• Land use, including cropping pattern, agriculture/urban, etc. preferably in immediate vicinity of sample site though general information on specific pesticide use sites would be useful.
  • Pesticide usage that could affect water quality at sampling location.
  • Did the sampling methodology and analytical methods go through a formal QA process? If yes, is this process documented (e.g., in a report or on a website address)?
  • For pesticides that adsorb to sediments: percent organic carbon, bulk density, etc.
  • For some chemicals, environmental conditions (e.g., temperature, pH, hardness, turbidity) may affect mobility and persistence. If this is known to occur, information on the parameter would be helpful in interpreting the data.

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Should I submit data that are already publicly available?

As a matter of routine, OPP typically checks and reviews the following sources for pesticide monitoring data:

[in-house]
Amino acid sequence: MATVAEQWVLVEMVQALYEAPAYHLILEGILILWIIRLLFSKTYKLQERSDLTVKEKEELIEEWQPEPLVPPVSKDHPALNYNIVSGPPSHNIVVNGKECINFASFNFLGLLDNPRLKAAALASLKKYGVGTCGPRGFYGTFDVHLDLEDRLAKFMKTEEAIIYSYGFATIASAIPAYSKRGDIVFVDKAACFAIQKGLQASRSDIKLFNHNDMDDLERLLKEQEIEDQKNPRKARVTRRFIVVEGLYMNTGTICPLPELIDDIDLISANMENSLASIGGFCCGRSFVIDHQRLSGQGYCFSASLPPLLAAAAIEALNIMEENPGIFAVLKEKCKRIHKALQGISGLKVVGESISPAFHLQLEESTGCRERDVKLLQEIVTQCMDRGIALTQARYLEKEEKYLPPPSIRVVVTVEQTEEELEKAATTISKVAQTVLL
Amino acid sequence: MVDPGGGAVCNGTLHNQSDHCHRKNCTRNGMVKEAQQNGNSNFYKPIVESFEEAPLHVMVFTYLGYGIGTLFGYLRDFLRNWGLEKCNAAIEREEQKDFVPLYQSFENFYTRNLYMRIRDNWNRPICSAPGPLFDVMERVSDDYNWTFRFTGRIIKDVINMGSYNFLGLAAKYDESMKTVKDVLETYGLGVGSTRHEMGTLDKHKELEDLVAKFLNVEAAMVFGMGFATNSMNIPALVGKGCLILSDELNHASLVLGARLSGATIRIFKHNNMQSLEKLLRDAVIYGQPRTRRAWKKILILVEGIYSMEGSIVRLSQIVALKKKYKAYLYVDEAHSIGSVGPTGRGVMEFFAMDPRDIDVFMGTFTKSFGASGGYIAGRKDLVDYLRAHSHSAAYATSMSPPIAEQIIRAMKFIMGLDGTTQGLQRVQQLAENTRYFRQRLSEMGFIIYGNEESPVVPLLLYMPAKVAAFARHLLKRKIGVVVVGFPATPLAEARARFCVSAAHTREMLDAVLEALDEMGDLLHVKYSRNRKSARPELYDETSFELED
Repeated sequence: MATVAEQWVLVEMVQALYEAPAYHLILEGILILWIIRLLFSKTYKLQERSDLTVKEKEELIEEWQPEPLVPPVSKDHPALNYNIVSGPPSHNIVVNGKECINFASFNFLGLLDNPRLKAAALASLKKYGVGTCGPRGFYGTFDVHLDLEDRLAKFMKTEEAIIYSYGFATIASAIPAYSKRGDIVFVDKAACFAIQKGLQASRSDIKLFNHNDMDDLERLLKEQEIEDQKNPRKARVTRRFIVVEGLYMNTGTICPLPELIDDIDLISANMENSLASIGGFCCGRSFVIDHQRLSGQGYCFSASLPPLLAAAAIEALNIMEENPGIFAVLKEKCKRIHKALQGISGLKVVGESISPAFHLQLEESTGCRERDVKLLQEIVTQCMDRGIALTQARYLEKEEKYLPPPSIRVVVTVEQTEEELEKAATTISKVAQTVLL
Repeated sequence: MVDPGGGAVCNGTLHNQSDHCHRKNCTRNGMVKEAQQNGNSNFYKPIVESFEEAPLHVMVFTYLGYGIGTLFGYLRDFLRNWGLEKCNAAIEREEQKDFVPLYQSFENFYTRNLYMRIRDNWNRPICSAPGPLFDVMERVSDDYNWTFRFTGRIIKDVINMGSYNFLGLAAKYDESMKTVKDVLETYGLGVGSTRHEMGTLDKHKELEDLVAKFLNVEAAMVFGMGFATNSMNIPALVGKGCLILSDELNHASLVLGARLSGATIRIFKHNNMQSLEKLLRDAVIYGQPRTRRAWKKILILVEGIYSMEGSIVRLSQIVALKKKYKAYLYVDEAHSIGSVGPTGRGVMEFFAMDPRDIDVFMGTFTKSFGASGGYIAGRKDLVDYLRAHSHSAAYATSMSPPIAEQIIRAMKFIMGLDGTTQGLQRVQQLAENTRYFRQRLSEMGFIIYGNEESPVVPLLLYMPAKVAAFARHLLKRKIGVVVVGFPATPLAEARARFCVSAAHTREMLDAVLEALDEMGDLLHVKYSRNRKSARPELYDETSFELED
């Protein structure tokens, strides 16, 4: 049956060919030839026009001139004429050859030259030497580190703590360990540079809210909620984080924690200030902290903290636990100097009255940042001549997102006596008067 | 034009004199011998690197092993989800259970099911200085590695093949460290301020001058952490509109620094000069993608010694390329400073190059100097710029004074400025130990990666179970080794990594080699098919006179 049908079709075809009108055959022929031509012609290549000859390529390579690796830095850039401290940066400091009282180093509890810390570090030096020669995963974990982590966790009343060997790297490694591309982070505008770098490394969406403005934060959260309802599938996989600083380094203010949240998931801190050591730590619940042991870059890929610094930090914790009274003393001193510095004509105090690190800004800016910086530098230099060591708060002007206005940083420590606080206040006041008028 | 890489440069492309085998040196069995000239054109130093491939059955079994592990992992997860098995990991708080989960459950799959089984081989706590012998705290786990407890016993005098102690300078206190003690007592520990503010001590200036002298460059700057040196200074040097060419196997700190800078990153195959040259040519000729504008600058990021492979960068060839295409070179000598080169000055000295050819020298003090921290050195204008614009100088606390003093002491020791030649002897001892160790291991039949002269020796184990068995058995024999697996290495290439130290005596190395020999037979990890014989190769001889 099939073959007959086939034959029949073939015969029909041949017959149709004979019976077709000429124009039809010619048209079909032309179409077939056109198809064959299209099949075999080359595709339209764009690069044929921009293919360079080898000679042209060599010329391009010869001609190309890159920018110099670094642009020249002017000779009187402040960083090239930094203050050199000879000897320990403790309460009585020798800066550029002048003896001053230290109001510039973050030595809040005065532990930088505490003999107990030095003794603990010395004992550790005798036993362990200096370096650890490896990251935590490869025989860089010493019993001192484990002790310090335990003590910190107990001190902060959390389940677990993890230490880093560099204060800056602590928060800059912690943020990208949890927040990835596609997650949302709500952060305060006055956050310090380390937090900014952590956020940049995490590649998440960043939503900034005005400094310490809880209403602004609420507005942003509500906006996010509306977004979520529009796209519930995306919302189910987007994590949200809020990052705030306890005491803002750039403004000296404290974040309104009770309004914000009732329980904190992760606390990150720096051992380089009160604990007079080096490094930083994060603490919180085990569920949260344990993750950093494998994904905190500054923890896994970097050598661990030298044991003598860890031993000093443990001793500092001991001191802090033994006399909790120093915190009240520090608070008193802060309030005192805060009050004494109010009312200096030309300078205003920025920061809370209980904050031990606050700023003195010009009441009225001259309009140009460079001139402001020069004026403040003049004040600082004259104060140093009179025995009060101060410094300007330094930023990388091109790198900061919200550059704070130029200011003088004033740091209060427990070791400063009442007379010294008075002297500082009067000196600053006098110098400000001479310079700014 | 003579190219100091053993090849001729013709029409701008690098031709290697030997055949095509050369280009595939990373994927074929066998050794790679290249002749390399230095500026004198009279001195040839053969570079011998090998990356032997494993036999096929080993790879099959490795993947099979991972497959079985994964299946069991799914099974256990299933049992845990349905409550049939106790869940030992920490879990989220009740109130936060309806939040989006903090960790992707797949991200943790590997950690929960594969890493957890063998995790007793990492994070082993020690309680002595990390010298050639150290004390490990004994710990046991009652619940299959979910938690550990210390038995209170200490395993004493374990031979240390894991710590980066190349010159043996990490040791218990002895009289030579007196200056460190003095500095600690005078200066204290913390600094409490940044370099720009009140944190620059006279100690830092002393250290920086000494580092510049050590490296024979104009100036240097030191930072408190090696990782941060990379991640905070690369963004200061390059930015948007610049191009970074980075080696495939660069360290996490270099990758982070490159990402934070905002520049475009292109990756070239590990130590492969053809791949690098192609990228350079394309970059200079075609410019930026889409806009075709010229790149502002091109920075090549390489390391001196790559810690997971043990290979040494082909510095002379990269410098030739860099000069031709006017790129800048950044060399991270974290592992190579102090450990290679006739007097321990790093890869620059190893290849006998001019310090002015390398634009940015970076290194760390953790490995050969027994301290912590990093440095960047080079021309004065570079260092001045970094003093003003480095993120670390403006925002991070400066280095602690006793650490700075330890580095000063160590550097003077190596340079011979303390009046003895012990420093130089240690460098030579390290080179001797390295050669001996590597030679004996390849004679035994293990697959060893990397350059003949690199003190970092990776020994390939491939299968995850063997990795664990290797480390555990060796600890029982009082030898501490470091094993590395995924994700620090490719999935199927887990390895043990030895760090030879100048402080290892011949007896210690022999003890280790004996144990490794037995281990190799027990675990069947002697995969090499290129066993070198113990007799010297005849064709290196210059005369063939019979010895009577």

If a state’s or tribe’s monitoring data are already contained within these sources, then simply let OPP know. If your data are available on another publicly accessible website, please send us the link.

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How do I know which pesticides OPP is re-evaluating?

  • Federal Register (FR) Notification:
    • Registration Review Initial Docket Openings for Comment: At the beginning of a review cycle, OPP notifies the public of docket openings through an FR Notice and seeks comment on OPP’s anticipated chemical-specific work plans and data needs. Dockets are generally opened for comment in the months of September, December, March, and June.
    • Registration Review Draft Risk Assessments for Comment: In general, OPP expects to release draft risk assessments on a quarterly basis for public comment through an FR notice.
    • Registration Review Proposed Decisions: OPP will announce the release of proposed decisions for public comment through an FR notice.